In the beginning...
A little better prepared...
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I started keeping bees as a young boy in Texas long (long) ago, before protective gear was truly protective. Consequently, I earned more than my fair share of stings and didn't balk when my beekeeping days ended.
I didn't stop eating honey, though. I had severe allergies as a child, and my mother was told by a wise doctor to use honey instead of sugar. My wife, Helen, was an easy convert.
I spent many years teaching and coaching (primarily football) in high school. Dealing with a colorful mix of administrators, parents, students, and athletes (and getting stung on more than one occasion) provided me with the fortitude to tackle bees again, which Helen and I did just before I hung up my coach's whistle in May, 2013.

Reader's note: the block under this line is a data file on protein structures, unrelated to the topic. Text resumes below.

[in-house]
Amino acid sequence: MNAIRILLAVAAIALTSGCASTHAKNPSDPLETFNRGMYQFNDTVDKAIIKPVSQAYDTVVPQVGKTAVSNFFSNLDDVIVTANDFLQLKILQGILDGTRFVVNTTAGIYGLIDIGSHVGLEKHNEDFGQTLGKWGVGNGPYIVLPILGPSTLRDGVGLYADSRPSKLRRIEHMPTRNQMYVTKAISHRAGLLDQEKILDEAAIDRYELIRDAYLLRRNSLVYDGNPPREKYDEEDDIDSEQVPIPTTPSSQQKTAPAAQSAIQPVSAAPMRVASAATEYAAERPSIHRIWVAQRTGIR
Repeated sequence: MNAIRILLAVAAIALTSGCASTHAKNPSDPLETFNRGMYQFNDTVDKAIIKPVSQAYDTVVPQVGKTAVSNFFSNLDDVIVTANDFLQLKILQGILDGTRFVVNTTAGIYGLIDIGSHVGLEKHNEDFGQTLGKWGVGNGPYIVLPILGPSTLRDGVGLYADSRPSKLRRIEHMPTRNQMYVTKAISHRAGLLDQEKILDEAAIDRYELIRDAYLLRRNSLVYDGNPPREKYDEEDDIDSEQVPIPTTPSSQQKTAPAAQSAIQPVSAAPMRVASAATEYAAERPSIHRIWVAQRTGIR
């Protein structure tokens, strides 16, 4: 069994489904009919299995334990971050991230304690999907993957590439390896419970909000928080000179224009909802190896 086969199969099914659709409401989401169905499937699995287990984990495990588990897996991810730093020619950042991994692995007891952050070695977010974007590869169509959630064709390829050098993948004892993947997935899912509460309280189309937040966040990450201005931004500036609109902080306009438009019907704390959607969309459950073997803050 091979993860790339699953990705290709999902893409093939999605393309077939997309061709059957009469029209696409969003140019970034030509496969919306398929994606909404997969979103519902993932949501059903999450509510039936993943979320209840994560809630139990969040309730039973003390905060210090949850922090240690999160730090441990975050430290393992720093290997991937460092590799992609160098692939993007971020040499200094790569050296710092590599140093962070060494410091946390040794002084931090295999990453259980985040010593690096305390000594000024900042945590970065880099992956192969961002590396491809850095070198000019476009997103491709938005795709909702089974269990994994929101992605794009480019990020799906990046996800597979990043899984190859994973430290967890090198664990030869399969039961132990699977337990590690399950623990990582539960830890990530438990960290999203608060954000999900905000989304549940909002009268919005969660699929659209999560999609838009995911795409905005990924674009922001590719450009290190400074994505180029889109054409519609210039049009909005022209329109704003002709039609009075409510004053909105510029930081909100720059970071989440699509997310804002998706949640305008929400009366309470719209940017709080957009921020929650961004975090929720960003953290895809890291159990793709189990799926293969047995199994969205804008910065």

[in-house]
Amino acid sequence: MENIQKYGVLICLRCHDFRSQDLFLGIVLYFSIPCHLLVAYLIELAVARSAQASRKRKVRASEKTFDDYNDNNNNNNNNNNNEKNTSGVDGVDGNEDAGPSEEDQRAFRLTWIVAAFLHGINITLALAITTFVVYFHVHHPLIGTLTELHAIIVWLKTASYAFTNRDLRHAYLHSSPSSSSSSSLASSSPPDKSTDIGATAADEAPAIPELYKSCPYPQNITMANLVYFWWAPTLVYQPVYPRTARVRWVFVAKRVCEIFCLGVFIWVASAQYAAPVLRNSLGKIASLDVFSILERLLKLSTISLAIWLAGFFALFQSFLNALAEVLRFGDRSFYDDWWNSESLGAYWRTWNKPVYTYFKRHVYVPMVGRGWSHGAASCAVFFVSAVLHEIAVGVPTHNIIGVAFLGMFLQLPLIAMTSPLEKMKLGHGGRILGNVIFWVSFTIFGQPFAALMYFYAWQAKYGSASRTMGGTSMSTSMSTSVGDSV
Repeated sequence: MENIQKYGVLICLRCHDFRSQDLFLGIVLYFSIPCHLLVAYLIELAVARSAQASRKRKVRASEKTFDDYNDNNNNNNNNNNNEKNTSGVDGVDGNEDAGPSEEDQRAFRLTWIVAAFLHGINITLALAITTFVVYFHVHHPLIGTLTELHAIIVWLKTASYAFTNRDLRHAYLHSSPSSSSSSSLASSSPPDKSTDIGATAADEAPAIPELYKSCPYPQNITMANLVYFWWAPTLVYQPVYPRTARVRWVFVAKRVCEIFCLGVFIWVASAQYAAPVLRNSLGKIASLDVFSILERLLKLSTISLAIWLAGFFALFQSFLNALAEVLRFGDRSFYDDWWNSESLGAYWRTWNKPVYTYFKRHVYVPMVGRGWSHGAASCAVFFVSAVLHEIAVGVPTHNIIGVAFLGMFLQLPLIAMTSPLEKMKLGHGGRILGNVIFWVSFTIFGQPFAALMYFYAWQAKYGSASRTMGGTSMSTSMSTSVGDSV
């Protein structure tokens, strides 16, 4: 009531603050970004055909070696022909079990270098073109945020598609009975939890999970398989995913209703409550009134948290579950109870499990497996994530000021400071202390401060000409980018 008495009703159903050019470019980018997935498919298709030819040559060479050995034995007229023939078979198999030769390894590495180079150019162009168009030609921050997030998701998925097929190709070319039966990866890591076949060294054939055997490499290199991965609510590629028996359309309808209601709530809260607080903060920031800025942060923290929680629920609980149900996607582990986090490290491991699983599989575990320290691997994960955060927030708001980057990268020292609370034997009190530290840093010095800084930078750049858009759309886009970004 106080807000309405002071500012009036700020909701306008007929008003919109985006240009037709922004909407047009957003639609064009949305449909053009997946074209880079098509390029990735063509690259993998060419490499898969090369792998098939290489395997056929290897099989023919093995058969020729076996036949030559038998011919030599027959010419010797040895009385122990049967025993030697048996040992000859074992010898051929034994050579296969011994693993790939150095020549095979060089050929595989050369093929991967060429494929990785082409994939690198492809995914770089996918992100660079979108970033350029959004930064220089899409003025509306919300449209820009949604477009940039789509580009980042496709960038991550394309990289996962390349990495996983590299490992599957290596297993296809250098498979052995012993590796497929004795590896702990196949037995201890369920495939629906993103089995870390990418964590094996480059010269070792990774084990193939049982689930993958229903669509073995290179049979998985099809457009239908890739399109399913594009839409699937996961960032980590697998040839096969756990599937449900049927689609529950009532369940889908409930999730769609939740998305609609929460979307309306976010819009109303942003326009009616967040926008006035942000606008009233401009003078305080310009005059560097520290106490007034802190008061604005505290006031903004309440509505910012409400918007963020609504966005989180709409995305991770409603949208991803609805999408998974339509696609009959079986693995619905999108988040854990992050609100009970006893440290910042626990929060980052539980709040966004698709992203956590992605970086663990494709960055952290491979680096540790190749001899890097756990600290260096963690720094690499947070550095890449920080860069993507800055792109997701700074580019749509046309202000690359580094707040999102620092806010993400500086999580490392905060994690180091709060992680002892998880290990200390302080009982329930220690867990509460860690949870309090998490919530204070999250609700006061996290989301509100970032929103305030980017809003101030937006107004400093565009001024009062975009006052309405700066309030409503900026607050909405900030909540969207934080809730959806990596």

Beekeeping is precarious and demands patience, dedication, and a willingness to experiment. The first year, both our hives failed to survive, so we tried again. The second year was more successful, and this year seems to be starting out well... so far, anyway. There is no such thing as a wise, smug beekeeper!
Helen taught orthopedically and multi-handicapped kindergarteners in another lifetime. During her teaching stint, our family added Matthew and Katie; several years after Helen 'retired' from teaching, our family expanded once again, this time in a particularly special way. Jeffrey was diagnosed with spinal muscular atrophy (SMA), a progressive neuromuscular disease. Helen used her skilled nursing experience from her classroom days to care for Jeffrey until he earned his wings at 5-1/2 months.
In addition to the bees and all other bee-related projects, two dogs and recently-inherited cat, two cute grandkiddos, old-house projects, a carpet dry-cleaning business, and Helen's column, we have a rental cabin (Angel Mountain Cabin) to make sure we don't get bored during retirement. Ha.
Honey B in her collar (and bonus detachable flower!) from Anna at Creature Collars! She's wondering about the wisdom of wearing bees around her neck....